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Visual Attentional Deficits in Reading Disability

Author(s): Vandana Rajaram, OD, PhD | Vasudevan Lakshminarayanan, PhD

Journal: Optometry & Visual Performance
ISSN 2325-3479

Volume: 1;
Issue: 4;
Start page: 141;
Date: 2013;
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Keywords: costs and benefits | dyslexia | spatial attention | specific reading disability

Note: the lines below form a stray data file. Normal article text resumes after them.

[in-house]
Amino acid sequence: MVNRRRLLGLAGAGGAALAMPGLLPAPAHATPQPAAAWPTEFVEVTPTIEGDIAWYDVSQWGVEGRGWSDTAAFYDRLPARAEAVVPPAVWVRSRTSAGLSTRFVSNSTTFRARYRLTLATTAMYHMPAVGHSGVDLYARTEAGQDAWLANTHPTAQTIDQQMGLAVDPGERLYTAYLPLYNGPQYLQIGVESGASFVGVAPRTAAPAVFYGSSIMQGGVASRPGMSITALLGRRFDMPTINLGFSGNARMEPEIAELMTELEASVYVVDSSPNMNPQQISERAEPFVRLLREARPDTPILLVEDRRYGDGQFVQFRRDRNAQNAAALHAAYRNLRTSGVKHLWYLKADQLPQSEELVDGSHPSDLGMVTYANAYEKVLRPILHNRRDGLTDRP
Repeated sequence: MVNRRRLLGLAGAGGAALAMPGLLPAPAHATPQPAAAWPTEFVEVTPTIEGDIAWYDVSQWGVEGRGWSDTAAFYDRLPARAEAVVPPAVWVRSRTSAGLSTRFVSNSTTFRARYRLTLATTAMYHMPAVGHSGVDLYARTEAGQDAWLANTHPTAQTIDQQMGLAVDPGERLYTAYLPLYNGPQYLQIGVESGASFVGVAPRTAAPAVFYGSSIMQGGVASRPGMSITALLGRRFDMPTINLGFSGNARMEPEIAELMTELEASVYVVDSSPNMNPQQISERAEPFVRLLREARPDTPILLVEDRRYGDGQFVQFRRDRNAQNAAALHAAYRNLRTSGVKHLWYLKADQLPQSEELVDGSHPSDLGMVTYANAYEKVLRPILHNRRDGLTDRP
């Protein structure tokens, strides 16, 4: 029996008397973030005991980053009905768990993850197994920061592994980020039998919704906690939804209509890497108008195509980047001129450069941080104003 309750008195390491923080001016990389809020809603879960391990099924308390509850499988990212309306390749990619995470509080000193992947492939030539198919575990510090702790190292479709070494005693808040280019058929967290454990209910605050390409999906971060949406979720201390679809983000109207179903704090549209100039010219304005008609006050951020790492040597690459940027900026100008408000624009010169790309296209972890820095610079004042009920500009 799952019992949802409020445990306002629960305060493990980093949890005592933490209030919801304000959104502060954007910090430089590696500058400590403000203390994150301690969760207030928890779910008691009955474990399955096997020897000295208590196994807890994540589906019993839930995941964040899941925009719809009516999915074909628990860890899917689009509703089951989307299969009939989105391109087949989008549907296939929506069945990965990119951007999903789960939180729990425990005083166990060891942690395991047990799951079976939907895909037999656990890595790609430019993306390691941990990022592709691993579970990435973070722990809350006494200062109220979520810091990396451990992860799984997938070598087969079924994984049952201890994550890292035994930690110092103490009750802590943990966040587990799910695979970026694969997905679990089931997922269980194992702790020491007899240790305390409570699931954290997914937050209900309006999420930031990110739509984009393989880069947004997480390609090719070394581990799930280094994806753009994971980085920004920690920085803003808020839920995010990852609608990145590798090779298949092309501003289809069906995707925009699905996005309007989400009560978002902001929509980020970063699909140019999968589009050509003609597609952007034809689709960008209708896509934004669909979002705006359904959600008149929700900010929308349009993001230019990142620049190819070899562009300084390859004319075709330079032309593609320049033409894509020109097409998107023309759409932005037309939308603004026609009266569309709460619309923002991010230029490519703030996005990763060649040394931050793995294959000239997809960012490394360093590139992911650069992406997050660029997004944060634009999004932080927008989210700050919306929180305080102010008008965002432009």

Background: Dyslexia, also referred to as specific reading disability, is a condition where an individual demonstrates a level of reading that is significantly below what may be expected for his age or intelligence. Although the phonological deficit theory of dyslexia is widely accepted, there is accumulating evidence suggesting that at least a subset of dyslexic subjects demonstrate distinct visual attentional deficits. However, it is unclear if the magnitude of visual attention at attended and unattended locations is equivalent in poor and normal readers. The aim of the present study was to examine differences in the magnitude of attentional facilitation (benefits) and inhibition (costs) in response to an abrupt onset spatial cue in children with reading disabilities in comparison to controls. Methods: A group of impaired readers (n=15), ages nine to 12 years, reading at a level at least 1.5 years below grade level and with average mathematics scores, were included in this study. The control group included an age-matched sample of normal readers (n=20). An adaptation of the covert orienting paradigm was used to investigate differences in magnitude of visual spatial attention between groups.Results: Poor readers demonstrated smaller costs (t=2.07, p

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